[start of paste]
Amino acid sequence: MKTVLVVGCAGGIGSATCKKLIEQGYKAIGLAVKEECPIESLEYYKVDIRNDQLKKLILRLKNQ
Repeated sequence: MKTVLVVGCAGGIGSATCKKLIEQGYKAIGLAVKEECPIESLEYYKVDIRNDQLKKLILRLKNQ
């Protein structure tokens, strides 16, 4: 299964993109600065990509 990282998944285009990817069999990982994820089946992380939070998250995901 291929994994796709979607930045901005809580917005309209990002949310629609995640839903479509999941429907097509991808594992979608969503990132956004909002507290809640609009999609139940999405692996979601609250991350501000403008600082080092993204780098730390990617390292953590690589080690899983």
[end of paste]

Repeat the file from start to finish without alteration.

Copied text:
Amino acid sequence: MKTVLVVGCAGGIGSATCKKLIEQGYKAIGLAVKEECPIESLEYYKVDIRNDQLKKLILRLKNQ
Repeated sequence: MKTVLVVGCAGGIGSATCKKLIEQGYKAIGLAVKEECPIESLEYYKVDIRNDQLKKLILRLKNQ
């Protein structure tokens, strides 16, 4: 299964993109600065990509 990282998944285009990817069999990982994820089946992380939070998250995901 291929994994796709979607930045901005809580917005309209990002949310629609995640839903479509999941429907097509991808594992979608969503990132956004909002507290809640609009999609139940999405692996979601609250991350501000403008600082080092993204780098730390990617390292953590690589080690899983």